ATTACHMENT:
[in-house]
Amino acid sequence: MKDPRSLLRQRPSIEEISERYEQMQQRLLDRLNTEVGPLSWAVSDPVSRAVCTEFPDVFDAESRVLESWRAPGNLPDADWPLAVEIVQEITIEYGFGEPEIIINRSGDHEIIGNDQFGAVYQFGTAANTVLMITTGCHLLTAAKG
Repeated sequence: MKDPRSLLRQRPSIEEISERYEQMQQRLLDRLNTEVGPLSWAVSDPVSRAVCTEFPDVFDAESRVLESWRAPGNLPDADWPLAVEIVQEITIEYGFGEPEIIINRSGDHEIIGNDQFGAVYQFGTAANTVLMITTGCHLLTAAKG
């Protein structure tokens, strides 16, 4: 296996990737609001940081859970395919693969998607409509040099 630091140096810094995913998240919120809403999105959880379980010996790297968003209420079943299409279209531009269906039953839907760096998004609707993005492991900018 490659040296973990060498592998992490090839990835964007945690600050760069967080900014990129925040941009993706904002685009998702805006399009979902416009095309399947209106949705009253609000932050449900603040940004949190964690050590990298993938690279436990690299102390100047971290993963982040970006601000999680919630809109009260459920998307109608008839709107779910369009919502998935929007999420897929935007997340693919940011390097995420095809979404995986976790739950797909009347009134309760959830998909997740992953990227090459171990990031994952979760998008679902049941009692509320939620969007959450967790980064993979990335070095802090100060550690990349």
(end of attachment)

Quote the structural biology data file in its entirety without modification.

[in-house]
Amino acid sequence: MKDPRSLLRQRPSIEEISERYEQMQQRLLDRLNTEVGPLSWAVSDPVSRAVCTEFPDVFDAESRVLESWRAPGNLPDADWPLAVEIVQEITIEYGFGEPEIIINRSGDHEIIGNDQFGAVYQFGTAANTVLMITTGCHLLTAAKG
Repeated sequence: MKDPRSLLRQRPSIEEISERYEQMQQRLLDRLNTEVGPLSWAVSDPVSRAVCTEFPDVFDAESRVLESWRAPGNLPDADWPLAVEIVQEITIEYGFGEPEIIINRSGDHEIIGNDQFGAVYQFGTAANTVLMITTGCHLLTAAKG
């Protein structure tokens, strides 16, 4: 296996990737609001940081859970395919693969998607409509040099 630091140096810094995913998240919120809403999105959880379980010996790297968003209420079943299409279209531009269906039953839907760096998004609707993005492991900018 490659040296973990060498592998992490090839990835964007945690600050760069967080900014990129925040941009993706904002685009998702805006399009979902416009095309399947209106949705009253609000932050449900603040940004949190964690050590990298993938690279436990690299102390100047971290993963982040970006601000999680919630809109009260459920998307109608008839709107779910369009919502998935929007999420897929935007997340693919940011390097995420095809979404995986976790739950797909009347009134309760959830998909997740992953990227090459171990990031994952979760998008679902049941009692509320939620969007959450967790980064993979990335070095802090100060550690990349």